Space-rock mantras with a hard edge from Finnish rockers...
Peter Marsh 2005
They're new to me, but Finland's Pharaoh Overlord have been around for a good five years now.An offshoot ofavant metal droners Circle, they'vebeen saddled with the slightly unfortunate term 'stoner rock', but don't let that put you off. These boys don't need any chemical assistance to do some very nice things to your brain; just a few strings, pedals, sticksand, er, skins.
Acouple of minutes into the opening "Test Flight" and it's clear that they mean business. Riding on a crisply insistent motorik groove, masses of electric guitars weave plangent chords, punctuated by dirty feedback squeals. This approach sets the tone for the rest of the album; "Blackout" gives us an almost bluesy single chord shuffle, while "Laivaus 17" is a 13 minute groove of almost Can-like proportions. Tomi Leppanen's drums are so in the pocket they haven't seen daylight for months, while the guitars tracepatterns of bubbling, skyscraping ecstacies orlock into tiny chordal phrases.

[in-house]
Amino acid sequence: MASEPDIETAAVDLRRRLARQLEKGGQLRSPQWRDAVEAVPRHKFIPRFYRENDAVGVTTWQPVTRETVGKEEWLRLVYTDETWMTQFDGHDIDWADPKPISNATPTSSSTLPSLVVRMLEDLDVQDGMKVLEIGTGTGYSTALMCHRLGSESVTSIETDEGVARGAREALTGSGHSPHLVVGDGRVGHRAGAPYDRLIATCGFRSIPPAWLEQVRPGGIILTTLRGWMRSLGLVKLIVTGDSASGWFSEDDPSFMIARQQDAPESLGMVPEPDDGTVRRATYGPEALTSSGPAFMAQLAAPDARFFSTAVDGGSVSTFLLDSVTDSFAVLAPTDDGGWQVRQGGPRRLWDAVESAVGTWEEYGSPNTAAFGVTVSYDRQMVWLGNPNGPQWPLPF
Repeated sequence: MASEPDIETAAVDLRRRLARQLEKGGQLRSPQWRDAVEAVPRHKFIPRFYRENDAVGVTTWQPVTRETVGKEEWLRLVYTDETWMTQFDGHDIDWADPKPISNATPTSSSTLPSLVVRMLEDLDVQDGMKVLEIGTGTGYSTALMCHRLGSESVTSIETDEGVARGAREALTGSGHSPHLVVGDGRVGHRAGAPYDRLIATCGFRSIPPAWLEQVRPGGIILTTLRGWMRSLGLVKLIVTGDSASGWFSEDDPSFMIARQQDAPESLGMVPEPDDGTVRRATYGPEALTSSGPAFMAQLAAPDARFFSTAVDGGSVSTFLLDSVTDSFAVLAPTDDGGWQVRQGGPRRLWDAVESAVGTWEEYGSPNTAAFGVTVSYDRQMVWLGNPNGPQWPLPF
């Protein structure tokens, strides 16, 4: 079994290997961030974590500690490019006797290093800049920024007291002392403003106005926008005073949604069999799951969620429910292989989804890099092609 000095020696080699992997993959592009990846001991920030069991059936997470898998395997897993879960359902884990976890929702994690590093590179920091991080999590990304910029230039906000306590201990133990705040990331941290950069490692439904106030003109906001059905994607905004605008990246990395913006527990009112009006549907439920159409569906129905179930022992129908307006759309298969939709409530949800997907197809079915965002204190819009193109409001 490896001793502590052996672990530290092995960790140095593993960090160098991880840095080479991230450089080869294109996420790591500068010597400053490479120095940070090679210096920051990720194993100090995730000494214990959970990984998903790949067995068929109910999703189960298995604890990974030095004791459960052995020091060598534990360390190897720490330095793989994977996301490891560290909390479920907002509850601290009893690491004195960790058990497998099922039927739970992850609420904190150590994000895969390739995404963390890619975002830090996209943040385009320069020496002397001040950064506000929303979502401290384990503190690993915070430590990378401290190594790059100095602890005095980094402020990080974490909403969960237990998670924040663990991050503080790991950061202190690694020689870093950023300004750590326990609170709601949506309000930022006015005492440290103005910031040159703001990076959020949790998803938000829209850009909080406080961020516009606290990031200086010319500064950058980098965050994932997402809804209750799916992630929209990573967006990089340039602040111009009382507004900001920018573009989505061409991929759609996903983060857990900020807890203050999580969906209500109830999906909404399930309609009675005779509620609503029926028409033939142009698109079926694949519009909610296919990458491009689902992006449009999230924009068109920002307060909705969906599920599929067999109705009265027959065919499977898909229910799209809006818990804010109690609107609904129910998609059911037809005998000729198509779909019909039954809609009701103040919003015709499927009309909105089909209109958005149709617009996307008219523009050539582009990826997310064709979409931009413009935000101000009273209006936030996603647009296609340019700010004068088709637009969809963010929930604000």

Things get abstract on "Autobahn" (not a Kraftwerk cover, unfortunately) as Janne Westerlund and Aki Feltonen generate distended, filthy slug trails of feedback, hum and amp-melting noise beforegetting back intoa slower-mo groove for "Octagon" and the sublime "Journey", where guitars and rhythm section drift in and out of phase like a lo-fi edition of 80s King Crimson.
If you fancy a listeningexperience that's by turns cosmic, dystopic and deeply transporting, then give this bunch a try. You won't be disappointed, trust me.